Bill Kennedy, who is running for the Steamboat Springs School Board's District 1 seat, speaks Tuesday afternoon at a forum hosted by the Steamboat Springs Rotary Club. His opponent, Brian Kelly, and Denise Connelly, who is running unopposed to retain her District 3 seat, joined him at the forum.

Photo by John F. Russell

Bill Kennedy, who is running for the Steamboat Springs School Board's District 1 seat, speaks Tuesday afternoon at a forum hosted by the Steamboat Springs Rotary Club. His opponent, Brian Kelly, and Denise Connelly, who is running unopposed to retain her District 3 seat, joined him at the forum.

School Board candidates speak at forum

Hopefuls give answers about class size, BOCES, district's future

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Brian Kelly, who is running for the Steamboat Springs School Board's District 1 seat, speaks at a forum hosted by the Steamboat Springs Rotary Club Tuesday afternoon. His opponent Bill Kennedy and Denise Connelly, who is running unopposed to retain her seat in District 3, joined him for the forum.

— Despite decreasing funding and tighter budgets, candidates for the Steamboat Springs School Board said opportunities abound for the school district.

"In light of financial constraints, there are always new opportunities," said Bill Kennedy, who is running for the District 1 seat against Brian Kelly. "There are always new learning techniques. You are always drawing on the strength of your community."

Kennedy, Kelly and Denise Connelly, who is running unopposed to retain her District 3 seat, participated in a candidates forum hosted over lunch Tuesday by the Rotary Club of Steamboat Springs.

Kelly, who owns BTK Surveys in Steamboat, said the school system should work to identify students' education and career paths earlier, whether they plan to continue on to a four-year college or prepare for a vocational career.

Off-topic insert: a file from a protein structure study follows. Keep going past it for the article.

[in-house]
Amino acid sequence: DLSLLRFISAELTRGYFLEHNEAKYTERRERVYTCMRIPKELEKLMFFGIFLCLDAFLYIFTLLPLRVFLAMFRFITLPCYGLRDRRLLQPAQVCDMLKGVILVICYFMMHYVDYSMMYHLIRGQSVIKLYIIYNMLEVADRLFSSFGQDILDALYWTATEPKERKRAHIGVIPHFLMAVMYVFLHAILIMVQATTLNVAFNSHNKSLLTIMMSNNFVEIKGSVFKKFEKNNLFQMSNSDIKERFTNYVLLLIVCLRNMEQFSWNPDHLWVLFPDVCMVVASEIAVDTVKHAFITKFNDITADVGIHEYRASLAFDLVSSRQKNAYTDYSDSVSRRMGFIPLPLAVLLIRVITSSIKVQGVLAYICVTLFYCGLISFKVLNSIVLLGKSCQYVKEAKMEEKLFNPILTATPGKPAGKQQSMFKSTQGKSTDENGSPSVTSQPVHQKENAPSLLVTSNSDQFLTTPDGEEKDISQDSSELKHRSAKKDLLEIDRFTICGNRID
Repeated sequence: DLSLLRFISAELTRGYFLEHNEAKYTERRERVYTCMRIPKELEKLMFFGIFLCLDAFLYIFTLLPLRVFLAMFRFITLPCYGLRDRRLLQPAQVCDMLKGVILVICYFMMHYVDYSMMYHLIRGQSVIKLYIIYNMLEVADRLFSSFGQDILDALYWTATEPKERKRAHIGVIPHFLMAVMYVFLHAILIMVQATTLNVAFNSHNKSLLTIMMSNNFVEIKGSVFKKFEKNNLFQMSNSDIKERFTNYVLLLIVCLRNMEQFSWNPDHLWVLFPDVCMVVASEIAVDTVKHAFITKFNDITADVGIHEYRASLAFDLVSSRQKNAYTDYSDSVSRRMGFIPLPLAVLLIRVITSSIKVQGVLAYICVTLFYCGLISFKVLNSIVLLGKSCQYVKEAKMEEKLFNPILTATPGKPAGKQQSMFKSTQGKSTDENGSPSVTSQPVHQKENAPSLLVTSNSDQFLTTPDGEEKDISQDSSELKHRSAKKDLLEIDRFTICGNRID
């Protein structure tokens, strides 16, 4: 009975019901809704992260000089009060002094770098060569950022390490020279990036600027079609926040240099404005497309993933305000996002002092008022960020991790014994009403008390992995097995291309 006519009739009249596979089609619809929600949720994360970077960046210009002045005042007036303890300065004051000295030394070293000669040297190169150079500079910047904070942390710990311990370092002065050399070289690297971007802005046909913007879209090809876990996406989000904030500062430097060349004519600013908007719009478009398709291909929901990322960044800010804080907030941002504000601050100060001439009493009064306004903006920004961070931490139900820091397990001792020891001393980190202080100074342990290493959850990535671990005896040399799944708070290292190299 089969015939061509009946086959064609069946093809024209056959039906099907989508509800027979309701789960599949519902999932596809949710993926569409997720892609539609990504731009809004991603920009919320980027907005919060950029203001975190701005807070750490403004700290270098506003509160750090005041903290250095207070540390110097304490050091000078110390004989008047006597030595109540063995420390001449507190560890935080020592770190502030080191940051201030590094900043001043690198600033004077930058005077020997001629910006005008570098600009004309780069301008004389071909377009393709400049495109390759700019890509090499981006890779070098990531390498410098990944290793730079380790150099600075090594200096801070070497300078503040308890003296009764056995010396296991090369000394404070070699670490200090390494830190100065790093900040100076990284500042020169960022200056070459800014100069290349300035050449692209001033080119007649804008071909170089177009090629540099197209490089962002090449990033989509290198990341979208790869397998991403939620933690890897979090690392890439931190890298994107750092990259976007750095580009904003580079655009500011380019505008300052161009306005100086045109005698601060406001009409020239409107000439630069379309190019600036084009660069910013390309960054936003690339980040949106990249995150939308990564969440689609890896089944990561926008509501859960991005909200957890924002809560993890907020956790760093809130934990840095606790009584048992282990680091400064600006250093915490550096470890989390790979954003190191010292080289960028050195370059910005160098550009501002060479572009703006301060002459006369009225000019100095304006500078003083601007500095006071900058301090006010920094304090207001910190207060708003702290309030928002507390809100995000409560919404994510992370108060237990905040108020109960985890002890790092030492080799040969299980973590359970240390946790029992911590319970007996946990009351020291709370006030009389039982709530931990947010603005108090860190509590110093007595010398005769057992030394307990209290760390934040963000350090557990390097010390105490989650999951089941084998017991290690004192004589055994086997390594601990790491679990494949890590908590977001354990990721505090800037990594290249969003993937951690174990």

Connelly, running for her second four-year term after a 28-year career as an English and Spanish teacher in the district, said the new Colorado Growth Model, which tracks a student's yearly progress, is the best tool for dedicating resources to the greatest needs.

"The new opportunities we have will really center around the new information we get from the Colorado Growth Model to see where our students are, look at their test scores, see where the holes are in our curriculum and address those specifically," she said. "Because before, we haven't got a whole lot of information where students stand individually."

Candidates also were asked about small class sizes and where to prioritize them when making tough budget decisions.

Kennedy, who moved to Steamboat from New York in 2005 after retiring from a 39-year career in education, said only as a last resort should small class sizes be jeopardized as school districts consider budget cuts.

Kelly said small class size was one of the original reasons the half-cent sales tax was proposed in 1993.

"Class size was easily averaging in the low 30s, and we were seeing ourselves becoming like Southern California, where many class sizes are in the mid-30s and higher," said Kelly, the first chairman of Steamboat's half-cent sales tax committee. "That is still a priority in the half-cent sales tax."

Kelly added that class size would still be a priority of the half-cent sales tax given limits to K-12 funding.

Connelly pointed out that sales taxes in Steamboat were down 20 percent in August and that the district was now sharing that revenue with the Hayden and South Routt school districts. But she acknowledged the importance of continuing to maintain small class sizes, despite fewer resources, because small classes are important to parents.

The candidates also were asked what their positions would be regarding the Northwest Colorado Board of Cooperative Educational Services' claim that its member districts owe it money above and beyond what they originally were billed.

Connelly clarified that the School Board had nothing to do with managing the BOCES budget. She said the districts would have to work with BOCES to get as much information as possible to address the deficit, but that they still might have to cut special education services. Kelly said it came down to knowing how much money your organization has on hand, what its expenses are and how much revenue it generates.

Kennedy said he supported the action already taken, which included the superintendents from BOCES member districts working together to create a plan to deal with the deficit and increased assessments.

- To reach Jack Weinstein, call 871-4203 or e-mail jweinstein@steamboatpilot.com

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